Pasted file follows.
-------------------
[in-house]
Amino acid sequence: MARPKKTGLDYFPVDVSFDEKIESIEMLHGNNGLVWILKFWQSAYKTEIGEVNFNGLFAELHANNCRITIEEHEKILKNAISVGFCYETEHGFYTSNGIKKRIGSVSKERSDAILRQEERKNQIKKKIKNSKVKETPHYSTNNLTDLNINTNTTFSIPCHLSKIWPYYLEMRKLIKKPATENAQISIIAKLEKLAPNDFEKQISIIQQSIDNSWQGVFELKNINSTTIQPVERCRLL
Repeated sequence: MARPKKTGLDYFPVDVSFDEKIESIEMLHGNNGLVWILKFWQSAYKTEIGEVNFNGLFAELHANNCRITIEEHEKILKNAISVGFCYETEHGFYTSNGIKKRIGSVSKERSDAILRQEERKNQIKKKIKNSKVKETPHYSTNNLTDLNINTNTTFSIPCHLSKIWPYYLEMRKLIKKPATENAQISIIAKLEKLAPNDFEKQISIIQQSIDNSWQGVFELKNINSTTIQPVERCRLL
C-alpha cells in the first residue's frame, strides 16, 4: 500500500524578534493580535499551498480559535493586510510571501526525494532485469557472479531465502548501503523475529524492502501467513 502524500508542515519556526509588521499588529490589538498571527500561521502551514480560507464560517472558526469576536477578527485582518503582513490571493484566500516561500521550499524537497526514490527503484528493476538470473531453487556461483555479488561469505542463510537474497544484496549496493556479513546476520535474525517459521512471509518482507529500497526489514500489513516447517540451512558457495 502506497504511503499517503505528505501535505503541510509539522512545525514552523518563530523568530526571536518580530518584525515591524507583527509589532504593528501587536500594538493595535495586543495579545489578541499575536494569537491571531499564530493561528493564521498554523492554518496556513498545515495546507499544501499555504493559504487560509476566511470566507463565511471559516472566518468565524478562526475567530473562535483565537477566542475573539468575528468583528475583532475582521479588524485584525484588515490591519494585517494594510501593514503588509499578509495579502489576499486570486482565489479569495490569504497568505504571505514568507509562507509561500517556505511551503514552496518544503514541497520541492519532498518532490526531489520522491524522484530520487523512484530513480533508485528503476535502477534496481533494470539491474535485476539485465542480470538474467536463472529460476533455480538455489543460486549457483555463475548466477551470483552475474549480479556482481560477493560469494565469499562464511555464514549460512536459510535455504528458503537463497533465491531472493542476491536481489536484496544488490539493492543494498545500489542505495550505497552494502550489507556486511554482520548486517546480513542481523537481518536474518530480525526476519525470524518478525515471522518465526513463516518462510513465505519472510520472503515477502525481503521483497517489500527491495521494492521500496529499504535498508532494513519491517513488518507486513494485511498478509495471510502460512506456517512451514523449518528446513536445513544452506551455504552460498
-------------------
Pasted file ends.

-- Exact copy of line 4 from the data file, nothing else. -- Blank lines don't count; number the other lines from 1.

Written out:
C-alpha cells in the first residue's frame, strides 16, 4: 500500500524578534493580535499551498480559535493586510510571501526525494532485469557472479531465502548501503523475529524492502501467513 502524500508542515519556526509588521499588529490589538498571527500561521502551514480560507464560517472558526469576536477578527485582518503582513490571493484566500516561500521550499524537497526514490527503484528493476538470473531453487556461483555479488561469505542463510537474497544484496549496493556479513546476520535474525517459521512471509518482507529500497526489514500489513516447517540451512558457495 502506497504511503499517503505528505501535505503541510509539522512545525514552523518563530523568530526571536518580530518584525515591524507583527509589532504593528501587536500594538493595535495586543495579545489578541499575536494569537491571531499564530493561528493564521498554523492554518496556513498545515495546507499544501499555504493559504487560509476566511470566507463565511471559516472566518468565524478562526475567530473562535483565537477566542475573539468575528468583528475583532475582521479588524485584525484588515490591519494585517494594510501593514503588509499578509495579502489576499486570486482565489479569495490569504497568505504571505514568507509562507509561500517556505511551503514552496518544503514541497520541492519532498518532490526531489520522491524522484530520487523512484530513480533508485528503476535502477534496481533494470539491474535485476539485465542480470538474467536463472529460476533455480538455489543460486549457483555463475548466477551470483552475474549480479556482481560477493560469494565469499562464511555464514549460512536459510535455504528458503537463497533465491531472493542476491536481489536484496544488490539493492543494498545500489542505495550505497552494502550489507556486511554482520548486517546480513542481523537481518536474518530480525526476519525470524518478525515471522518465526513463516518462510513465505519472510520472503515477502525481503521483497517489500527491495521494492521500496529499504535498508532494513519491517513488518507486513494485511498478509495471510502460512506456517512451514523449518528446513536445513544452506551455504552460498